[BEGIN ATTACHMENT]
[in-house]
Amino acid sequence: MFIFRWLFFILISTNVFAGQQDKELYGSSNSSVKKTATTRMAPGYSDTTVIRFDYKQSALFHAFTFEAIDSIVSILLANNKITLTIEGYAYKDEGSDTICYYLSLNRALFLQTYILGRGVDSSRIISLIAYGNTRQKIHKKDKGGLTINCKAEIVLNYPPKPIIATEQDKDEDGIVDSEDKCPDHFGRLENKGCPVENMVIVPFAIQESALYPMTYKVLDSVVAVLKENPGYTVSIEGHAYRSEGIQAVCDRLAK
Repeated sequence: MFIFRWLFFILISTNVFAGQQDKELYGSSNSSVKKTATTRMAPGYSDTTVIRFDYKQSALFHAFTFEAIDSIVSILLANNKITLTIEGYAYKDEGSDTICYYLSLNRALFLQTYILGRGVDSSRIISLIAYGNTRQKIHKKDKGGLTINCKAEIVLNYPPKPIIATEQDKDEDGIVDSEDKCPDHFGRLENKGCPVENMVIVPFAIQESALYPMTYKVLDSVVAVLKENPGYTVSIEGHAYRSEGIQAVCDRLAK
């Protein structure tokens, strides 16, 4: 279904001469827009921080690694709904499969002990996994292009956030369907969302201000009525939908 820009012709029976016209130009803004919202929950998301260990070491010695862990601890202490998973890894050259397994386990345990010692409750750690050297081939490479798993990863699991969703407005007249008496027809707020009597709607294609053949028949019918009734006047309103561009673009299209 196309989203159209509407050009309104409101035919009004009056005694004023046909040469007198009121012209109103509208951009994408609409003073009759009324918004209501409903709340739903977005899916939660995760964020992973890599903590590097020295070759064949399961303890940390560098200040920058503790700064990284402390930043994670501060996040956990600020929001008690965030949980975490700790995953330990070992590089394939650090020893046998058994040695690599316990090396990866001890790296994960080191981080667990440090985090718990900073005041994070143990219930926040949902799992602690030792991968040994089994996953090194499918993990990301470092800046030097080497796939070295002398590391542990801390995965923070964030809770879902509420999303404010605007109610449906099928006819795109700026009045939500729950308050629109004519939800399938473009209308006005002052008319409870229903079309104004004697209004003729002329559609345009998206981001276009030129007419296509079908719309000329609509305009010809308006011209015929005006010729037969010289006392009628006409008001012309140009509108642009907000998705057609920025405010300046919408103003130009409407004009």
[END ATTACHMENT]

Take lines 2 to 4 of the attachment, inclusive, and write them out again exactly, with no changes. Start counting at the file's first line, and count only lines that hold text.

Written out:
Amino acid sequence: MFIFRWLFFILISTNVFAGQQDKELYGSSNSSVKKTATTRMAPGYSDTTVIRFDYKQSALFHAFTFEAIDSIVSILLANNKITLTIEGYAYKDEGSDTICYYLSLNRALFLQTYILGRGVDSSRIISLIAYGNTRQKIHKKDKGGLTINCKAEIVLNYPPKPIIATEQDKDEDGIVDSEDKCPDHFGRLENKGCPVENMVIVPFAIQESALYPMTYKVLDSVVAVLKENPGYTVSIEGHAYRSEGIQAVCDRLAK
Repeated sequence: MFIFRWLFFILISTNVFAGQQDKELYGSSNSSVKKTATTRMAPGYSDTTVIRFDYKQSALFHAFTFEAIDSIVSILLANNKITLTIEGYAYKDEGSDTICYYLSLNRALFLQTYILGRGVDSSRIISLIAYGNTRQKIHKKDKGGLTINCKAEIVLNYPPKPIIATEQDKDEDGIVDSEDKCPDHFGRLENKGCPVENMVIVPFAIQESALYPMTYKVLDSVVAVLKENPGYTVSIEGHAYRSEGIQAVCDRLAK
């Protein structure tokens, strides 16, 4: 279904001469827009921080690694709904499969002990996994292009956030369907969302201000009525939908 820009012709029976016209130009803004919202929950998301260990070491010695862990601890202490998973890894050259397994386990345990010692409750750690050297081939490479798993990863699991969703407005007249008496027809707020009597709607294609053949028949019918009734006047309103561009673009299209 196309989203159209509407050009309104409101035919009004009056005694004023046909040469007198009121012209109103509208951009994408609409003073009759009324918004209501409903709340739903977005899916939660995760964020992973890599903590590097020295070759064949399961303890940390560098200040920058503790700064990284402390930043994670501060996040956990600020929001008690965030949980975490700790995953330990070992590089394939650090020893046998058994040695690599316990090396990866001890790296994960080191981080667990440090985090718990900073005041994070143990219930926040949902799992602690030792991968040994089994996953090194499918993990990301470092800046030097080497796939070295002398590391542990801390995965923070964030809770879902509420999303404010605007109610449906099928006819795109700026009045939500729950308050629109004519939800399938473009209308006005002052008319409870229903079309104004004697209004003729002329559609345009998206981001276009030129007419296509079908719309000329609509305009010809308006011209015929005006010729037969010289006392009628006409008001012309140009509108642009907000998705057609920025405010300046919408103003130009409407004009």